Mercutio Character Analysis

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’Help me into some house, Benvolio, Or I shall faint. A plague o ' both your houses! They have made worms ' meat of me: I have it, And soundly too: your houses!’ The famous last words of the most spoken of character in Romeo and Juliet, apart from Romeo and Juliet themselves of course. Mercutio drew his last breath in the first scene of the third act, after being introduced in the fourth scene of the first act. His introduction is the scene where Romeo, Benvolio and the gang are on their way to the Capulets ' feast. Already in his first scene, Shakespeare shows that Mercutio has a very strong relationship with Romeo. Also, in this first scene, he captured immediate attention with his comments. This is an indicator for the viewers that Mercutio will not be just a side-character, but that Mercutio will become a very memorable character. However, quickly after that thought, he’s dead. Romeo’s great friend died relatively early in the play, while being immensely popular along the viewers. So why did he have to die so soon and why how did he become so popular?…show more content…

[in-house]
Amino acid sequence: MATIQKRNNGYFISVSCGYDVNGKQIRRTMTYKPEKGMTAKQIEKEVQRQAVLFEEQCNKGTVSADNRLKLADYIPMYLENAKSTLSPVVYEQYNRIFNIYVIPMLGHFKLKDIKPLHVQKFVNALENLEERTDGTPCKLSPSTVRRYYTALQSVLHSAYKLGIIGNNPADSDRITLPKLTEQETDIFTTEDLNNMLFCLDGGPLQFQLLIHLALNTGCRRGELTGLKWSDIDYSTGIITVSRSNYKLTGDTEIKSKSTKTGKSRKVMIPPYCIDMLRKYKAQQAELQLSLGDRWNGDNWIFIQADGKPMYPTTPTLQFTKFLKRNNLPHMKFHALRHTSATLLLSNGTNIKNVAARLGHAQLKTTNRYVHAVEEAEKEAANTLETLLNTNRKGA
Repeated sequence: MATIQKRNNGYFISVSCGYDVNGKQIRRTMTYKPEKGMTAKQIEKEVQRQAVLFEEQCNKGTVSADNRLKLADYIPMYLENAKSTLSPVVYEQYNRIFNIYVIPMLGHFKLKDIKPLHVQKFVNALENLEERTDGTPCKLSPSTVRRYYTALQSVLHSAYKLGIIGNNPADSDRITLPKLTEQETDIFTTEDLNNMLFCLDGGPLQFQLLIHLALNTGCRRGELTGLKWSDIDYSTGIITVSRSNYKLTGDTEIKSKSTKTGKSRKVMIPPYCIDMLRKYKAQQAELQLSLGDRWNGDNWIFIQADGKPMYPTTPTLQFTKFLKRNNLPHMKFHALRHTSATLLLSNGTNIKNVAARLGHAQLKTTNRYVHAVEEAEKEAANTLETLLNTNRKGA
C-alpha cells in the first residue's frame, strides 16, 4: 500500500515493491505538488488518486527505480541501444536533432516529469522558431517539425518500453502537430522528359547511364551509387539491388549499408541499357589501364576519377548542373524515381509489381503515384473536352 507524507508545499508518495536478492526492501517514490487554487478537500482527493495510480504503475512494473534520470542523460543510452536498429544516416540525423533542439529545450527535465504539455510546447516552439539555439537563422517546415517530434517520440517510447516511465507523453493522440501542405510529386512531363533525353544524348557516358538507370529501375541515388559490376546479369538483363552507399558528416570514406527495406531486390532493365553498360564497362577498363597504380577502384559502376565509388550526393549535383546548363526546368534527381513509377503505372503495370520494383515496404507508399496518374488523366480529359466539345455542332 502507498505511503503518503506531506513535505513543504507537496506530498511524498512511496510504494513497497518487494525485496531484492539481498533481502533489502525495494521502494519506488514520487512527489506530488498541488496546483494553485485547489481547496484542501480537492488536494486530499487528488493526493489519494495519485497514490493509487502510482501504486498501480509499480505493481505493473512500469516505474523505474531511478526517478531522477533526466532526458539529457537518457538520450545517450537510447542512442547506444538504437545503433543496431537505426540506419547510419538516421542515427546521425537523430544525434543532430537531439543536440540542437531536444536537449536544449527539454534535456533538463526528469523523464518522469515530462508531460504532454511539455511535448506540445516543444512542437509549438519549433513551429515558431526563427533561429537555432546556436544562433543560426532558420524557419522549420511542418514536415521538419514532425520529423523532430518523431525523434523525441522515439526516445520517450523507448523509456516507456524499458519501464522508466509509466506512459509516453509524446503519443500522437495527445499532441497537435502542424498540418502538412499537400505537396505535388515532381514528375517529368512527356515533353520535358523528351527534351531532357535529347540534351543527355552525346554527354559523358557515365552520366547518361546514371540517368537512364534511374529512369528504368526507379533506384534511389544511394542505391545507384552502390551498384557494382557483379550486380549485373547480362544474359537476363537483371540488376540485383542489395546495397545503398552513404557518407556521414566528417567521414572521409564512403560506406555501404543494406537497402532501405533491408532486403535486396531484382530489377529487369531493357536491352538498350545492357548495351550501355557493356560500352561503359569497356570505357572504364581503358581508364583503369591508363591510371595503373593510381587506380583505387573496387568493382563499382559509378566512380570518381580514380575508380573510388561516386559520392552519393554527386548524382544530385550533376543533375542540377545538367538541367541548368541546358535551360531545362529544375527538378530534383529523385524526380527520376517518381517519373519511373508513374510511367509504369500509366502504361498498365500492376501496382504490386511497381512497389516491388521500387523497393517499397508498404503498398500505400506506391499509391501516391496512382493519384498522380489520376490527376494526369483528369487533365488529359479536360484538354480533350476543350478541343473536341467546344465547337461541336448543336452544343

Mercutio constantly punts, jokes and teases the other characters, making him somewhat of a funny guy. Above that, Mercutio is reckless and dirty. These traits combined make Mercutio the play’s showstopper, literally stopping the play when he does something again. The actual head character, Romeo, almost stands in the shadow of Mercutio, regarding his immense popularity. This obviously is a disaster for a play. Your head character has to stand out, not one of your side-characters. That’s why Mercutio had to go. In fact, English poet John Dryden said that Shakespeare himself admitted that he had to get rid of Mercutio, or else, he said, Mercutio would have gotten rid of him. (This is impossible, of course, a fictional character killing an actual
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